The young Dali attended the San Fernando Academy of Fine Arts in Madrid. Early recognition of Dali’s talent came with his first one-man show in Barcelona in 1925. He became internationally known when three of his paintings, including The Basket of Bread (now in the Museum’s collection), were shown in the third annual Carnegie International Exhibition in Pittsburgh in 1928.
The following year, Dali held his first one-man show in Paris.
Dali soon became a leader of the Surrealist Movement. His painting, The Persistance of Memory, with the soft or melting watches is still one of the best-known surrealist works. But as the war approached, the apolitical Dali clashed with the Surrealists and was “expelled” from the surrealist group during a “trial” in 1934. He did however, exhibit works in international surrealist exhibitions throughout the decade but by 1940, Dali was moving into a new type of painting with a preoccupation with science and religion.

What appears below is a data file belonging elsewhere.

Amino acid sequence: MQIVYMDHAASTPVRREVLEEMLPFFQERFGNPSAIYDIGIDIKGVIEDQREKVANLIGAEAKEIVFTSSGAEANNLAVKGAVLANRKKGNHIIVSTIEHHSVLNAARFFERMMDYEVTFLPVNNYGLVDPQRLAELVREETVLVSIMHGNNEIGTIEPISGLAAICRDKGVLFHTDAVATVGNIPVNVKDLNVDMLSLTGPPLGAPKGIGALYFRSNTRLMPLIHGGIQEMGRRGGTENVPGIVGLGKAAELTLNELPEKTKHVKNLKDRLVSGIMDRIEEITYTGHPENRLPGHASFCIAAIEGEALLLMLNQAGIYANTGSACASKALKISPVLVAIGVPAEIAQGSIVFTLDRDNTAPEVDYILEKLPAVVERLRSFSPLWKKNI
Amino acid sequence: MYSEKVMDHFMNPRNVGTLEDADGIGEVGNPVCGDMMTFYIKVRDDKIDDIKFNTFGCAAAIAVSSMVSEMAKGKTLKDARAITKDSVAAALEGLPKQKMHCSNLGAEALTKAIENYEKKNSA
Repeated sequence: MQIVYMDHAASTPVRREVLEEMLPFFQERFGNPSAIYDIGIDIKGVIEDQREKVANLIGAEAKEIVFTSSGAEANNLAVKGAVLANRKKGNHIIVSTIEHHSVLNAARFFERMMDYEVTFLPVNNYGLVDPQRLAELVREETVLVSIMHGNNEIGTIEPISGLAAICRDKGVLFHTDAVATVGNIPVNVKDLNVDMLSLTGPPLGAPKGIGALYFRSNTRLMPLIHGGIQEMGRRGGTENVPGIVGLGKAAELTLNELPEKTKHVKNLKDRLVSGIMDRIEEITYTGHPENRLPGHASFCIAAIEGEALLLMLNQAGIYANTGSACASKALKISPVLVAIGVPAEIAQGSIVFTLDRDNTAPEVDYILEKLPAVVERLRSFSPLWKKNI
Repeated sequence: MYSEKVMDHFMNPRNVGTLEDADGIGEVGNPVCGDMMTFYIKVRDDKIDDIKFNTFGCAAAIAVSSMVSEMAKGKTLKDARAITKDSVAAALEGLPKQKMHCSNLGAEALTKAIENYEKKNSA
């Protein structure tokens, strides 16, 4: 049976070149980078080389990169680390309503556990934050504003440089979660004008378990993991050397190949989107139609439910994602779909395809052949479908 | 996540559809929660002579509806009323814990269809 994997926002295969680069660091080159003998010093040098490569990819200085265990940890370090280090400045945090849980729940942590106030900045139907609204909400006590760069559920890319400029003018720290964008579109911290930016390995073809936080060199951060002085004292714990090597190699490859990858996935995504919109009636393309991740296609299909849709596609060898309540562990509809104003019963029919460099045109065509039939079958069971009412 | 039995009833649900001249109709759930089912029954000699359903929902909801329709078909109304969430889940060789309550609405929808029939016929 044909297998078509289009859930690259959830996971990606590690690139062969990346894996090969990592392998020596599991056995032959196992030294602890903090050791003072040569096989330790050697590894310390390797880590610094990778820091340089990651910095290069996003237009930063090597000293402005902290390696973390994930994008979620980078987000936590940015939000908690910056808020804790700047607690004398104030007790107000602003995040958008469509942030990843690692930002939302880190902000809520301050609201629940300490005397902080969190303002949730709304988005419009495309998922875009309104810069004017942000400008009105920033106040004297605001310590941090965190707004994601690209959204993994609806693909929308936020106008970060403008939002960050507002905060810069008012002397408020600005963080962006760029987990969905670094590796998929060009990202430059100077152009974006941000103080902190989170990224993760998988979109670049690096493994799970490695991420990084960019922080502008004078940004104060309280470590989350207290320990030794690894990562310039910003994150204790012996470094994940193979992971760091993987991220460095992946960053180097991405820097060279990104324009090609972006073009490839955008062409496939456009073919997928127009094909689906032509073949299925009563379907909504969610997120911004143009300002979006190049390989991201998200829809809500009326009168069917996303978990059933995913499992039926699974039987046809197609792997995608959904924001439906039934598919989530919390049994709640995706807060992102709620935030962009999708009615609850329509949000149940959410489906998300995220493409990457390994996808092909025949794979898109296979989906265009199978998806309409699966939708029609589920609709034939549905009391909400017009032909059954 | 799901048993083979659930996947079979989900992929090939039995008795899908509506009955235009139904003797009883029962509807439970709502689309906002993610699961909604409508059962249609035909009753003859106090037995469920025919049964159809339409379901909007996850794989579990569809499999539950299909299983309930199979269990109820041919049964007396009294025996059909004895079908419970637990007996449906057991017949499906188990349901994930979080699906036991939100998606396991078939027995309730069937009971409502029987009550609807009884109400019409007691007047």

Dali and Gala escaped from Europe during World War II, spending 1940-48 in the United States. These were very important years for the artist. The Museum of Modern Art in New York gave Dali his first major retrospective exhibit in 1941. This was followed in 1942 by the publication of Dali’s autobiography, The Secret Life of Salvador Dali.
As Dali moved away from Surrealism and into his classic period, he began his series of 19 large canvases, many concerning scientific, historical or religious themes. Among the best known of these works are The Hallucinogenic Toreador, and The Discovery of America by Christopher Columbus in the museum’s collection, and The Sacrament of the Last Supper in the collection of the National Gallery in Washington, D.C.
Works by this artist…
Rhinoceros( ref : 12645 )